The accuser: Monday clubber who joined Conservative mainstream

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Indy Politics

Although he has been an MP for only three years, John Bercow is no stranger to controversy. In 1981, at the tender age of 18, he became secretary to the ultra right-wing Monday Club, run by Harvey Proctor, who was then an MP. Two years later it called for voluntary repatriation of Pakistanis, the repeal of the Race Relations Act and the abolition of the Commission for Racial Equality.

Although he has been an MP for only three years, John Bercow is no stranger to controversy. In 1981, at the tender age of 18, he became secretary to the ultra right-wing Monday Club, run by Harvey Proctor, who was then an MP. Two years later it called for voluntary repatriation of Pakistanis, the repeal of the Race Relations Act and the abolition of the Commission for Racial Equality.

Although Mr Bercow resigned from the Monday Clubin 1984 because of the "unpalatable" views of its racist members, he attracted more unfavourable publicity in the mid-1980s as national chairman of the almost equally right-wing Federation of Conservative Students (FCS). The FCS became such an embarrassment that it was disbanded by Norman Tebbit, but Mr Bercow was allowed to stay on to run its more sanitised replacement, the Conservative Collegiate Forum.

By 1990 he was the youngest deputy leader of Lambeth's Conservative Group, and in May that year he organised support for the embattled Margaret Thatcher. Six months later, though, he had changed his views and gave his backing to John Major as party leader.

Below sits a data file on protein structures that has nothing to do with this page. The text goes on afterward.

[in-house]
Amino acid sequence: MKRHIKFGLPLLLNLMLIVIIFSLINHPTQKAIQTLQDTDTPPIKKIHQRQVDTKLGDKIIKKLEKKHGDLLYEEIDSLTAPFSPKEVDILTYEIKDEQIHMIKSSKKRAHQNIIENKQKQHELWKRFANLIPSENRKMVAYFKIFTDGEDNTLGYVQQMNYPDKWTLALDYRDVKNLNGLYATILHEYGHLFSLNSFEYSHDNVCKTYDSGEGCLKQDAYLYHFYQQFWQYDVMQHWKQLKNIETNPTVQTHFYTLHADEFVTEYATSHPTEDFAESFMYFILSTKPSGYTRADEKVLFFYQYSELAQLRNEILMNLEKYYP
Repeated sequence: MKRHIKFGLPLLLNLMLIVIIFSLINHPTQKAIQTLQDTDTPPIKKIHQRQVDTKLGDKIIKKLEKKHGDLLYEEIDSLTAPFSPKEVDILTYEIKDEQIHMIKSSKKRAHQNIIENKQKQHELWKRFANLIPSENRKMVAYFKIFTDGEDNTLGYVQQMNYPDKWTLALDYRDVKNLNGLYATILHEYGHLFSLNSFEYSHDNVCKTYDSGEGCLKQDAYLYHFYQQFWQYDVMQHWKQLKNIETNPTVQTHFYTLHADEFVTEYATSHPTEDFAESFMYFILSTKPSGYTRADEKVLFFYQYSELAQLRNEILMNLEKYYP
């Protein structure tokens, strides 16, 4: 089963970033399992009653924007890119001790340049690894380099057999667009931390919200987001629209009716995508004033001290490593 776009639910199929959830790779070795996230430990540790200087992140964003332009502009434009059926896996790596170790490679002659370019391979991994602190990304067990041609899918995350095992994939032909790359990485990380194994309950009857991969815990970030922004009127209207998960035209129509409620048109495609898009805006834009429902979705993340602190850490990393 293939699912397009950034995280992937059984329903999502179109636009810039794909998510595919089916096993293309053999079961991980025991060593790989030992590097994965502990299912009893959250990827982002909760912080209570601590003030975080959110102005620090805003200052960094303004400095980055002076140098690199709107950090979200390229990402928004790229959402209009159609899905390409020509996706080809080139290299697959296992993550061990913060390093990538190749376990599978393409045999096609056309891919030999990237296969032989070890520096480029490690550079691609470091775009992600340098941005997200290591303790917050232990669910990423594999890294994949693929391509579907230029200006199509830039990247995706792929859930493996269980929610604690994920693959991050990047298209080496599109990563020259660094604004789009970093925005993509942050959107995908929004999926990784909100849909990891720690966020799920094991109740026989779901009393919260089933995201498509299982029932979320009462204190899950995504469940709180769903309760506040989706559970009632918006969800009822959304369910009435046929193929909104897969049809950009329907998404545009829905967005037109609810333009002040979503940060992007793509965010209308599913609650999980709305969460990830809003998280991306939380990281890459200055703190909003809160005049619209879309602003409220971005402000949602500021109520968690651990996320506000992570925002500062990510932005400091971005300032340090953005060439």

He then went on, scarcely less controversially, to be special adviser to Jonathan Aitken as Chief Secretary to the Treasury, and later to Virginia Bottomley as Secretary of State for National Heritage.

After failing to win nomination for three safe seats, he appeared at his selection meeting in Buckingham by helicopter. Having won the contest, he told his friend Julian Lewis, now MP for New Forest East, that it was "the best £1,000 I've ever spent".

Although still on the right of his party on issues such asEurope, Mr Bercow is generally seen as a fairly mainstreamfigure these days. He has won respect for his frequent interventions in the chamber - though he was told off once by the Speaker, Betty Boothroyd, for boisterous behaviour - and has been recruited by Ann Widdecombe to her frontbench Home Affairs team.

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